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And You knew it was Porn, How?

Religious workplace accommodations are most times not so difficult to accomplish.  An employee needs a quiet place to pray at work.  No problem.  Another worker wants to change his work day by one hour on Friday during the winter months so he can make it home by sun down.  That’s doable.  The rule under Title VII is that an employer must make a reasonable accommodation to permit an employee to observe the tenets of his or her religious beliefs, unless the requested accommodation would cause an undue hardship to the employer’s operations.

In Trans World Airlines, Inc. v. Hardison, 432 U.S. 63, 84 (1977), the Supreme Court held that an employer may assert undue hardship to justify a refusal to accommodate an employee’s requested accommodation if the employer can demonstrate that the accommodation would require “more than a de minimis cost.”  A recent complaint filed, pro se, by a magazine delivery driver in Kansas may address that issue. Scott v. Cowley Distrib., Inc., No. 2:16-cv-02831 (D. Kan. Complaint filed Dec. 23, 2016).

According to the complaint, Scott worked for Anderson News, and since 2004 had an agreement that relieved him of any requirement to “touch pornographic material.”  Cowley Distributing took over the Anderson operations in 2009, however, and Scott was told that “no touching porn” deal was “null and void.”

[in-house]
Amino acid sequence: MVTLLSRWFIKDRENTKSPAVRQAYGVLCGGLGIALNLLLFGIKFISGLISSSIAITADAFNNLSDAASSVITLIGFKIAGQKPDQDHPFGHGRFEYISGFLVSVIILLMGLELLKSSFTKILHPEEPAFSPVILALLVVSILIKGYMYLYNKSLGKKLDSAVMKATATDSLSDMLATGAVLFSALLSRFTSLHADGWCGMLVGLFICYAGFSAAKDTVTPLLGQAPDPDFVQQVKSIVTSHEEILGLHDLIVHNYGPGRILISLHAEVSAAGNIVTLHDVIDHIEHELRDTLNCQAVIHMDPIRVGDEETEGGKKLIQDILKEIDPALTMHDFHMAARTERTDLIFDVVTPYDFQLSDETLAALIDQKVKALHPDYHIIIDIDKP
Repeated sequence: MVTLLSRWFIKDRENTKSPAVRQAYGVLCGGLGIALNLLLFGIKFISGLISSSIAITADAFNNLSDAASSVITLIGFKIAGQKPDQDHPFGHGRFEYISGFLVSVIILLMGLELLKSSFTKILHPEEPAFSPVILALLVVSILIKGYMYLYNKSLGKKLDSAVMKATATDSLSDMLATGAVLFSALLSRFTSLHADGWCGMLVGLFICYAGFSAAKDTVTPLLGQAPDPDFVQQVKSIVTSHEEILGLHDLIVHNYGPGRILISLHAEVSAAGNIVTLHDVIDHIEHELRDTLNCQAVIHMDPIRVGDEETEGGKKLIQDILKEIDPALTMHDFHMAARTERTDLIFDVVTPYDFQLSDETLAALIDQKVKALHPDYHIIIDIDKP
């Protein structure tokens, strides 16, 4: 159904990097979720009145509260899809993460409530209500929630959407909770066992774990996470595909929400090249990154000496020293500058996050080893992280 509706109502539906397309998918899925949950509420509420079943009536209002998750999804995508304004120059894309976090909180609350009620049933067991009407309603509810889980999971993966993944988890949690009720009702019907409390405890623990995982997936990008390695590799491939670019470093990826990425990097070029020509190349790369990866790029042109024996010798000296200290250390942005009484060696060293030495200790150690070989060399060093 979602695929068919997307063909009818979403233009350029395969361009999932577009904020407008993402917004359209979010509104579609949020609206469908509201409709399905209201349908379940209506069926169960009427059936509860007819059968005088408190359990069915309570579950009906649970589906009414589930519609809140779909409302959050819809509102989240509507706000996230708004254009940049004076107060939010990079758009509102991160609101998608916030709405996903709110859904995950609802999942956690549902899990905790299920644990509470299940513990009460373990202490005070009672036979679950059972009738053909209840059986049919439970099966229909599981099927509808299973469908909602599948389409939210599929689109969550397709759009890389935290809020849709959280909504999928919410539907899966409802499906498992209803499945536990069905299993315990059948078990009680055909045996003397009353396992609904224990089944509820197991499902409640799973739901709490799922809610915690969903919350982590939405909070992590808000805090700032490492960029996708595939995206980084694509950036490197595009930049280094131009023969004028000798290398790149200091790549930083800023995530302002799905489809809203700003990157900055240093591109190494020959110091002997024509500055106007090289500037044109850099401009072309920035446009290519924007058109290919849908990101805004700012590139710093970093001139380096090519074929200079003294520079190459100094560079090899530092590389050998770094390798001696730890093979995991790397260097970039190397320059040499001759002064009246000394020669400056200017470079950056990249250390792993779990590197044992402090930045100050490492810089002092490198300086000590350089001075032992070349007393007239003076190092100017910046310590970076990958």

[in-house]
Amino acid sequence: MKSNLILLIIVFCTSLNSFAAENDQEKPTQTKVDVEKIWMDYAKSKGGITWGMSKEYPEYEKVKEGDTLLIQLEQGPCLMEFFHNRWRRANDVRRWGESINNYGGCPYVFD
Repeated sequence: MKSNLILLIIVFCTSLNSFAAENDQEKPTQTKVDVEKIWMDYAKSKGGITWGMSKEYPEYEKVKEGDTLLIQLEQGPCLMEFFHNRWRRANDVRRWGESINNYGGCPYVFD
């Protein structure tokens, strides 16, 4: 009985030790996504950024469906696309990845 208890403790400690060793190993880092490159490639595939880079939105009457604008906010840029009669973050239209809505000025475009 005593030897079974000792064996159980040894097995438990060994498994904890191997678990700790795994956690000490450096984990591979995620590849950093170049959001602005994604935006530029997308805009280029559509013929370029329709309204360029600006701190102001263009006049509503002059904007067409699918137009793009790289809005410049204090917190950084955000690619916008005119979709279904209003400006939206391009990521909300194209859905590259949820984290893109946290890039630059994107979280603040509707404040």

When he objected to Cowley’s change, Scott claims that he was told he “needed to meet them half way.”  The company’s owner refused to meet with him to discuss his concerns.  Scott also alleges that he was unable to attend a religious convention and was threatened with discharge if he went. And, he claims that he was unfairly disciplined when his truck’s GPS system showed he had, on another occasion, attended another religious ceremony.  The complaint does not identify the religion to which Scott belongs.

Reading Scott’s complaint reminded me of Al-Jabery v. ConAgra Foods, Inc., 2007 U.S. Dist. LEXIS 79080 (D. Neb. 2007).  That case involved a Muslim employee who applied for “[s]anitation/or any” job at ConAgra’s ham processing plant in Lincoln, Nebraska. He got the job.  However, when he was later ordered to work on the pork processing line, he refused to follow his supervisor’s direction to report to the line and was fired.

Al-Jabery alleged he was discriminated against on the basis of his religion and his national origin. Among other things, he claimed that he had a firmly and sincerely held religious belief that precluded him from even touching pork products. At a pork processing plant. Right.  The court granted ConAgra’s motion for summary judgment.

In Al-Jabery’s case, the court found that it was an undue hardship to expect an employer at a pork processing plant to ensure that an employee at the plant would never come into contact with pork.  In Scott’s case, one wonders how he even knew what was in the plain brown wrappers he had on the mail delivery truck.

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